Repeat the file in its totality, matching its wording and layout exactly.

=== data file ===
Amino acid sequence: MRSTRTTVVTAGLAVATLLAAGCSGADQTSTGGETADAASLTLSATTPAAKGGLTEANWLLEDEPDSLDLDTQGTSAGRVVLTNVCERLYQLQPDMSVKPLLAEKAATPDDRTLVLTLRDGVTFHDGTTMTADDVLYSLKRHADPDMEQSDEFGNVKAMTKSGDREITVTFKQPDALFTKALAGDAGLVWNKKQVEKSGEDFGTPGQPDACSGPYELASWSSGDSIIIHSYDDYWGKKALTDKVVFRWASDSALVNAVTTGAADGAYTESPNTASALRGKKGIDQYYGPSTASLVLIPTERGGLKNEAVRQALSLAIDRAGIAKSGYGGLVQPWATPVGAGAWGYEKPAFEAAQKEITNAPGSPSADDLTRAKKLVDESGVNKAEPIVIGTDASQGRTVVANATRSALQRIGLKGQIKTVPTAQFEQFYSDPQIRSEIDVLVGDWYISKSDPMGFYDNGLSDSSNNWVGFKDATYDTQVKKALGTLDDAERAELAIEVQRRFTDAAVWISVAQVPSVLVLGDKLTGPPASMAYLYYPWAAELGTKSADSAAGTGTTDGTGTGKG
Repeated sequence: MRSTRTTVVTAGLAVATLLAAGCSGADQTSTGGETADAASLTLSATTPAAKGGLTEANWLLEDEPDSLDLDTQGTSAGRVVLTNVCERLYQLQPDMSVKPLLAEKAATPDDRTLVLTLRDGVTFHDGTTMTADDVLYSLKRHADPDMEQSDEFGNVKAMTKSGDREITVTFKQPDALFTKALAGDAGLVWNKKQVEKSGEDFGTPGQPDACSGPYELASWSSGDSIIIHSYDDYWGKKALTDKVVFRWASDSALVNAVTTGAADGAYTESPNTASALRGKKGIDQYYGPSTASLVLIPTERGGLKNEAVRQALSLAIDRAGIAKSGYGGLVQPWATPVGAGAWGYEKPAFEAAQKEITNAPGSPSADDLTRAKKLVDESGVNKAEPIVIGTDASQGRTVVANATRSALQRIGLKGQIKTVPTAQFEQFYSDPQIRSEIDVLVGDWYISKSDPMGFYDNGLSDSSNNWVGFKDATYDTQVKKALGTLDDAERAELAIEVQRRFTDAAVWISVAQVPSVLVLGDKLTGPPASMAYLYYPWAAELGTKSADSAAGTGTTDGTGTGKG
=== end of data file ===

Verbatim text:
Amino acid sequence: MRSTRTTVVTAGLAVATLLAAGCSGADQTSTGGETADAASLTLSATTPAAKGGLTEANWLLEDEPDSLDLDTQGTSAGRVVLTNVCERLYQLQPDMSVKPLLAEKAATPDDRTLVLTLRDGVTFHDGTTMTADDVLYSLKRHADPDMEQSDEFGNVKAMTKSGDREITVTFKQPDALFTKALAGDAGLVWNKKQVEKSGEDFGTPGQPDACSGPYELASWSSGDSIIIHSYDDYWGKKALTDKVVFRWASDSALVNAVTTGAADGAYTESPNTASALRGKKGIDQYYGPSTASLVLIPTERGGLKNEAVRQALSLAIDRAGIAKSGYGGLVQPWATPVGAGAWGYEKPAFEAAQKEITNAPGSPSADDLTRAKKLVDESGVNKAEPIVIGTDASQGRTVVANATRSALQRIGLKGQIKTVPTAQFEQFYSDPQIRSEIDVLVGDWYISKSDPMGFYDNGLSDSSNNWVGFKDATYDTQVKKALGTLDDAERAELAIEVQRRFTDAAVWISVAQVPSVLVLGDKLTGPPASMAYLYYPWAAELGTKSADSAAGTGTTDGTGTGKG
Repeated sequence: MRSTRTTVVTAGLAVATLLAAGCSGADQTSTGGETADAASLTLSATTPAAKGGLTEANWLLEDEPDSLDLDTQGTSAGRVVLTNVCERLYQLQPDMSVKPLLAEKAATPDDRTLVLTLRDGVTFHDGTTMTADDVLYSLKRHADPDMEQSDEFGNVKAMTKSGDREITVTFKQPDALFTKALAGDAGLVWNKKQVEKSGEDFGTPGQPDACSGPYELASWSSGDSIIIHSYDDYWGKKALTDKVVFRWASDSALVNAVTTGAADGAYTESPNTASALRGKKGIDQYYGPSTASLVLIPTERGGLKNEAVRQALSLAIDRAGIAKSGYGGLVQPWATPVGAGAWGYEKPAFEAAQKEITNAPGSPSADDLTRAKKLVDESGVNKAEPIVIGTDASQGRTVVANATRSALQRIGLKGQIKTVPTAQFEQFYSDPQIRSEIDVLVGDWYISKSDPMGFYDNGLSDSSNNWVGFKDATYDTQVKKALGTLDDAERAELAIEVQRRFTDAAVWISVAQVPSVLVLGDKLTGPPASMAYLYYPWAAELGTKSADSAAGTGTTDGTGTGKG